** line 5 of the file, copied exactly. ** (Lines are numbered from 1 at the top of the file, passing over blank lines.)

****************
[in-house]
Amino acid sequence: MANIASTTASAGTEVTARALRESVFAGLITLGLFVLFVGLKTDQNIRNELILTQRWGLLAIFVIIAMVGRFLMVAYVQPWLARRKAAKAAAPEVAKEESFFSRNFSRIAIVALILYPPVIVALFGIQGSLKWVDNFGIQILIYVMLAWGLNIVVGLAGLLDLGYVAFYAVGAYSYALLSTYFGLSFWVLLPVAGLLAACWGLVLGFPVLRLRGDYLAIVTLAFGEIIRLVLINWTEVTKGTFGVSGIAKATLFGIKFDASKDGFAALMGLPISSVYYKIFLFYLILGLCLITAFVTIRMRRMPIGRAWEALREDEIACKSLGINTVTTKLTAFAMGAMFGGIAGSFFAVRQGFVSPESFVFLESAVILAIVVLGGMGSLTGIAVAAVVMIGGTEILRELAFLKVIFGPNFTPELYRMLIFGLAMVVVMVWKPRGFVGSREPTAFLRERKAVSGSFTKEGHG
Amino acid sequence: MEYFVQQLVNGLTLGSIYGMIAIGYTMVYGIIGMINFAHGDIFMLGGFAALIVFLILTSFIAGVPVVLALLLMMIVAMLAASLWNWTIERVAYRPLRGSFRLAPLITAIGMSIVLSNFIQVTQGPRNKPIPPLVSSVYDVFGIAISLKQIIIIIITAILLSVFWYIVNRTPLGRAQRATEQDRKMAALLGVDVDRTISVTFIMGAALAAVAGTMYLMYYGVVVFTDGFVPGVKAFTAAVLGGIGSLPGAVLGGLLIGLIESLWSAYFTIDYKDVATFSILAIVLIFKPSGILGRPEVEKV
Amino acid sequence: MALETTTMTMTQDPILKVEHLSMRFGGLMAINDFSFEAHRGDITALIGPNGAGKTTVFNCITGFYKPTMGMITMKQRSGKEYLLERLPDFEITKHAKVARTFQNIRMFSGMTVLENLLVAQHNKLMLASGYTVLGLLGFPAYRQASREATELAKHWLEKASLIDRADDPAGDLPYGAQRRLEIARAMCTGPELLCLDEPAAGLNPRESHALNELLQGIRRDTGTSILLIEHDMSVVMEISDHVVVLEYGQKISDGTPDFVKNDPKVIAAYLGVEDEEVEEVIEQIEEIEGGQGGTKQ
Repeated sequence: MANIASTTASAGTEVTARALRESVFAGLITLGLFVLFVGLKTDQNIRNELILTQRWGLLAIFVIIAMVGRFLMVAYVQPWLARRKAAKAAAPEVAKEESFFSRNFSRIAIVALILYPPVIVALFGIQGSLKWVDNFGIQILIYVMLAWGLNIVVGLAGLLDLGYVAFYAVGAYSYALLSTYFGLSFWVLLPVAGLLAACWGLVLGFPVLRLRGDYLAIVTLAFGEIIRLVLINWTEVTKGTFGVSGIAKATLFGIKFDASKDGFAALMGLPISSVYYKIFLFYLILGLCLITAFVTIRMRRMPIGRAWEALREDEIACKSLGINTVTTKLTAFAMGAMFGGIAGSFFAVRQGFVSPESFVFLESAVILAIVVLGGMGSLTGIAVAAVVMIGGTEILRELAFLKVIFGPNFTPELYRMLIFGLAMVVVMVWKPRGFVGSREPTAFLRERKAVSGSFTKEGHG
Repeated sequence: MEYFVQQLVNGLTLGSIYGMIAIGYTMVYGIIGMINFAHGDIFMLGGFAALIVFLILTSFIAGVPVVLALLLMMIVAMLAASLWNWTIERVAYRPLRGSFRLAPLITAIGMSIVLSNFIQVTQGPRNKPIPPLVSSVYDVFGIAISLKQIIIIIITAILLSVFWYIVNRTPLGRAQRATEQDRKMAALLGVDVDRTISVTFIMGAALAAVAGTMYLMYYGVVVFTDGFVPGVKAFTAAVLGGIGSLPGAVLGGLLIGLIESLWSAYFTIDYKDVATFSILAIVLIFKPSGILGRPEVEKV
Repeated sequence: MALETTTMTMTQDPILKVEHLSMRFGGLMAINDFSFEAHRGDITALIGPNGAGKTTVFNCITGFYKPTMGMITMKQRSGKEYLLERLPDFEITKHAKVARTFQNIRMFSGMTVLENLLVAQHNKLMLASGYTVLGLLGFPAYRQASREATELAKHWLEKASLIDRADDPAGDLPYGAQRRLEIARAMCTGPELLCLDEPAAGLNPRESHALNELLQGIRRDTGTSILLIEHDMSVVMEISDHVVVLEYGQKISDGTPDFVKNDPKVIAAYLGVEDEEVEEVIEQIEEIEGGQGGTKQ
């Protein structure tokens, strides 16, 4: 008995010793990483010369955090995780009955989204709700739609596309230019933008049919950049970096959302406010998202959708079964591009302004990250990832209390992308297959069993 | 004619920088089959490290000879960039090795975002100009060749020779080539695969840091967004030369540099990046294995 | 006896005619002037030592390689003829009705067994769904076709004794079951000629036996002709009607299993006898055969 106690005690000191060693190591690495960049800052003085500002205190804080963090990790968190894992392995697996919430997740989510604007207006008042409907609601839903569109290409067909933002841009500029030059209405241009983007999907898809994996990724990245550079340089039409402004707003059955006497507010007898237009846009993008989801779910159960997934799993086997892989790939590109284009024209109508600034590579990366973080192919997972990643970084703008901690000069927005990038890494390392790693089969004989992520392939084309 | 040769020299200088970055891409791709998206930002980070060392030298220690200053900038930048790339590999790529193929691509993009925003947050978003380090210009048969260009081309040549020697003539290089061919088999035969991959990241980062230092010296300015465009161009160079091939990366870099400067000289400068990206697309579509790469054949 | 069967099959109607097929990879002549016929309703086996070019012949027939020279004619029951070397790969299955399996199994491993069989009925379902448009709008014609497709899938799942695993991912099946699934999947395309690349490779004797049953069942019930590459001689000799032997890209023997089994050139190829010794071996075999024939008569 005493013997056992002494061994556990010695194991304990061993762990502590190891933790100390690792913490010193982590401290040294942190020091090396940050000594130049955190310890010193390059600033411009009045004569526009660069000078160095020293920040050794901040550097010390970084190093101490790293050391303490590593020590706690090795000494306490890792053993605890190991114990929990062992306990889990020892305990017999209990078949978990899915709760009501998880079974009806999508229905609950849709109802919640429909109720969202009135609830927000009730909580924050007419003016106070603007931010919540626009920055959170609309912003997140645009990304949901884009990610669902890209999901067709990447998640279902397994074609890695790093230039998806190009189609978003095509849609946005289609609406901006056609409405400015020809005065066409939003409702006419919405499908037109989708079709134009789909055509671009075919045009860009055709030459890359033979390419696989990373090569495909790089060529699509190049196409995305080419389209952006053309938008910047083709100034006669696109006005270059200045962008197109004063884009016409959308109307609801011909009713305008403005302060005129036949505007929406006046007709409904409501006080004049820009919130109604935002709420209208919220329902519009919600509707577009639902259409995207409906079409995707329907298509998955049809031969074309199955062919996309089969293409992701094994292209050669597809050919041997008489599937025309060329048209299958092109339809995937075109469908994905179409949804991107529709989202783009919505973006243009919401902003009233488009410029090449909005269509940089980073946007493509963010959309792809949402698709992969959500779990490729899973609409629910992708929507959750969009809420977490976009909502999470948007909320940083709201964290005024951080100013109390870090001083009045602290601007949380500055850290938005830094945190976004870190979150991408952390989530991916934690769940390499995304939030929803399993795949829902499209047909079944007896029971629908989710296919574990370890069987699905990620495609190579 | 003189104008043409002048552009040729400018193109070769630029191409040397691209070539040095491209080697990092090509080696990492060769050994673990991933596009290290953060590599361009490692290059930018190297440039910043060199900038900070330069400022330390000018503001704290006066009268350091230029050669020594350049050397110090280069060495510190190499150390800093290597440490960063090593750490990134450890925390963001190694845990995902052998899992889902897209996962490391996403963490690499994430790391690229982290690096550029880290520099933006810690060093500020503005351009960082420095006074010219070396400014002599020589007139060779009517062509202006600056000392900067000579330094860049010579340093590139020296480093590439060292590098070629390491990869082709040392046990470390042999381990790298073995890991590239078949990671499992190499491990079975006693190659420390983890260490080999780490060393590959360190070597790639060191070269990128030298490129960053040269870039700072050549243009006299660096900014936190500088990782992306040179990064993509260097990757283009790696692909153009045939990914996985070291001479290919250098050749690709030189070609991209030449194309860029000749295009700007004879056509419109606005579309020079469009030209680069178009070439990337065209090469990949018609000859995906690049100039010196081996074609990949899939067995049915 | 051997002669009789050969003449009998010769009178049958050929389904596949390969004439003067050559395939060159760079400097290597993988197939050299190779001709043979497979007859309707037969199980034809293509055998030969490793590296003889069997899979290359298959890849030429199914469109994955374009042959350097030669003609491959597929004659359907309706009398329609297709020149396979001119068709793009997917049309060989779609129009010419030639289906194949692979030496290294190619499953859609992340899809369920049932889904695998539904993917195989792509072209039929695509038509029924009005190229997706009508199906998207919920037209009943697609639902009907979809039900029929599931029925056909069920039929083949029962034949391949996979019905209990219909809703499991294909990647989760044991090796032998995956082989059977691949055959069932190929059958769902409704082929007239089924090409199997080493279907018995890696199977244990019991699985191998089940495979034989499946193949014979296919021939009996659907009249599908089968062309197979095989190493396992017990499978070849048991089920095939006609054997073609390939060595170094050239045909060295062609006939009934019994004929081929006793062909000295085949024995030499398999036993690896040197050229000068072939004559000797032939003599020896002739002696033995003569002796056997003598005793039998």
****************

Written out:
Repeated sequence: MANIASTTASAGTEVTARALRESVFAGLITLGLFVLFVGLKTDQNIRNELILTQRWGLLAIFVIIAMVGRFLMVAYVQPWLARRKAAKAAAPEVAKEESFFSRNFSRIAIVALILYPPVIVALFGIQGSLKWVDNFGIQILIYVMLAWGLNIVVGLAGLLDLGYVAFYAVGAYSYALLSTYFGLSFWVLLPVAGLLAACWGLVLGFPVLRLRGDYLAIVTLAFGEIIRLVLINWTEVTKGTFGVSGIAKATLFGIKFDASKDGFAALMGLPISSVYYKIFLFYLILGLCLITAFVTIRMRRMPIGRAWEALREDEIACKSLGINTVTTKLTAFAMGAMFGGIAGSFFAVRQGFVSPESFVFLESAVILAIVVLGGMGSLTGIAVAAVVMIGGTEILRELAFLKVIFGPNFTPELYRMLIFGLAMVVVMVWKPRGFVGSREPTAFLRERKAVSGSFTKEGHG